“The decision by Government to allow for the deployment of the Defence Forces in extreme circumstances is unprecedented, and it is my hope that it is one that we will not have to be utilised. I will continue to engage with the Chief Executive of daa, Dalton Philips, his senior executive team and the Chair of the Board, throughout the remainder of the summer to ensure that the travelling public will make their holidays, family reunions and business engagements,” she added.

The Department of Transport confirmed that the contingency measure will be in place until August, at which point the daa has advised that they will have optimal levels of security staff recruited, trained and deployed.

This week DAA spokesperson Graham McQueen said everything ran “fairly smoothly” at the airport over the weekend, which was the busiest weekend since before the pandemic.

Mr McQueen said recruitment is continuing and the authority is “on track” to hire an additional 900 security personnel by the end of June. Speaking on RTÉ radio he said a further 100 security employees will be recruited in July to meet the growing demand.

The Representative Association of Commissioned Officers (RACO) has raised concerns about today’s announcement and in particular over what compensation its members will receive for the airport work. 

“Once again the Defence Forces are turned to in the country’s time of need, and will undoubtedly step up as the State’s insurance policy. We are concerned however that this is another example of the Defence Forces being used as emergency cover to compensate for management decisions in other state bodies,” RACO said in a statement.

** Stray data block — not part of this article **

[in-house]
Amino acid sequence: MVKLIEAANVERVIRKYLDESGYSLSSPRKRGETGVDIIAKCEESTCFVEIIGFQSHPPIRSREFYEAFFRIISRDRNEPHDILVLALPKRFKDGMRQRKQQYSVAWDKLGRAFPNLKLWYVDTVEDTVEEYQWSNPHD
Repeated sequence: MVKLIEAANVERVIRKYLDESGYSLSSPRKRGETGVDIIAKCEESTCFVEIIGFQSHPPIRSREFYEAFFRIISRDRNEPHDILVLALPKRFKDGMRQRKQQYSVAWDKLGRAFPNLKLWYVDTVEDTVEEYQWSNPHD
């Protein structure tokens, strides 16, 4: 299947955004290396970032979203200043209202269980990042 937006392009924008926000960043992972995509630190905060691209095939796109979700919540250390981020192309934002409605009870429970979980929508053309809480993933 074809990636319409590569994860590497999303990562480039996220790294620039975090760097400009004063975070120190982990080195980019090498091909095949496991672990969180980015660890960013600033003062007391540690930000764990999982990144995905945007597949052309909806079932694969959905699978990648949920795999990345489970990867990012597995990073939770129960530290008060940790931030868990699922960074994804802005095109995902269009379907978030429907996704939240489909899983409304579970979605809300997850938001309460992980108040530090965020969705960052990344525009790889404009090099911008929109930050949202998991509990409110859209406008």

“We need clarity on the type of roles our members will be expected to perform, what their working conditions will be, and what compensation they will be receiving for their work. We must not ignore the recommendation of the Commission of the Defence Forces to end the ‘free labour aspect of military service’, which would be a further blow to morale in the organisation.”

Speaking on RTÉ radio, Transport Minister Eamon Ryan said he anticipates that army personnel could be tasked to areas outside the main airport terminals, in order to free up existing Daa employees. 

“It’s the period from the 6th of July to the 15th of August where we think we might need standby… They will be trained and got ready at the present time and if needed, particularly in the likes of the security entry points, not the public area but the other vehicle entry points on the perimeter of the airport… and it’s to man and apply security in those sort of locations, the army we think could have a role,” he said.

“That could free up about 100 of the airport’s own security staff, who in the event of a difficult period could then be working in the main centre.”

However, regarding RACO’s concerns over what compensation the Army personnel will receive for the work, Minister Ryan said that’s a matter for the Defence Minister Simon Coveney. He added that Daa will reimburse the exchequer in the event that the Defence Forces are drafted in.